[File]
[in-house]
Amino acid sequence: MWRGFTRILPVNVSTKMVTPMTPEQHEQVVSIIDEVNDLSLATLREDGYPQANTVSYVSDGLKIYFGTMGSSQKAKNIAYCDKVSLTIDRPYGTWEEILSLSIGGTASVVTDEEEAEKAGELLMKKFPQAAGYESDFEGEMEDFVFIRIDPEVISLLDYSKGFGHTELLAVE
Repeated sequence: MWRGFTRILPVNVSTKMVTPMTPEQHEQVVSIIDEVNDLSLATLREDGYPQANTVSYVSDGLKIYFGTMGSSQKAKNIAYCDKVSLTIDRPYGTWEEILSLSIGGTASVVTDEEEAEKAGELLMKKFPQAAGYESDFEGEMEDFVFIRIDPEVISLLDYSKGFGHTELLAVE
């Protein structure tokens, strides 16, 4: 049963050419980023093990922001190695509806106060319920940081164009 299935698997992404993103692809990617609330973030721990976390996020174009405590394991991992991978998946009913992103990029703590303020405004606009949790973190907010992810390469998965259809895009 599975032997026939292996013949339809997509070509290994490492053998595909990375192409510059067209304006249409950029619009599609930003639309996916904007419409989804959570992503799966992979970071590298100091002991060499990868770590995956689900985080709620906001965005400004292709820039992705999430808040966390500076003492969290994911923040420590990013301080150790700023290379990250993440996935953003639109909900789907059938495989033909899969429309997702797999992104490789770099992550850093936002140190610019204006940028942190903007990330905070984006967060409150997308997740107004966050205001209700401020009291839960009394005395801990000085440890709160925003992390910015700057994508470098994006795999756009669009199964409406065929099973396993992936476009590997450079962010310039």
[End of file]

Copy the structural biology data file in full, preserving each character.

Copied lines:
[in-house]
Amino acid sequence: MWRGFTRILPVNVSTKMVTPMTPEQHEQVVSIIDEVNDLSLATLREDGYPQANTVSYVSDGLKIYFGTMGSSQKAKNIAYCDKVSLTIDRPYGTWEEILSLSIGGTASVVTDEEEAEKAGELLMKKFPQAAGYESDFEGEMEDFVFIRIDPEVISLLDYSKGFGHTELLAVE
Repeated sequence: MWRGFTRILPVNVSTKMVTPMTPEQHEQVVSIIDEVNDLSLATLREDGYPQANTVSYVSDGLKIYFGTMGSSQKAKNIAYCDKVSLTIDRPYGTWEEILSLSIGGTASVVTDEEEAEKAGELLMKKFPQAAGYESDFEGEMEDFVFIRIDPEVISLLDYSKGFGHTELLAVE
């Protein structure tokens, strides 16, 4: 049963050419980023093990922001190695509806106060319920940081164009 299935698997992404993103692809990617609330973030721990976390996020174009405590394991991992991978998946009913992103990029703590303020405004606009949790973190907010992810390469998965259809895009 599975032997026939292996013949339809997509070509290994490492053998595909990375192409510059067209304006249409950029619009599609930003639309996916904007419409989804959570992503799966992979970071590298100091002991060499990868770590995956689900985080709620906001965005400004292709820039992705999430808040966390500076003492969290994911923040420590990013301080150790700023290379990250993440996935953003639109909900789907059938495989033909899969429309997702797999992104490789770099992550850093936002140190610019204006940028942190903007990330905070984006967060409150997308997740107004966050205001209700401020009291839960009394005395801990000085440890709160925003992390910015700057994508470098994006795999756009669009199964409406065929099973396993992936476009590997450079962010310039």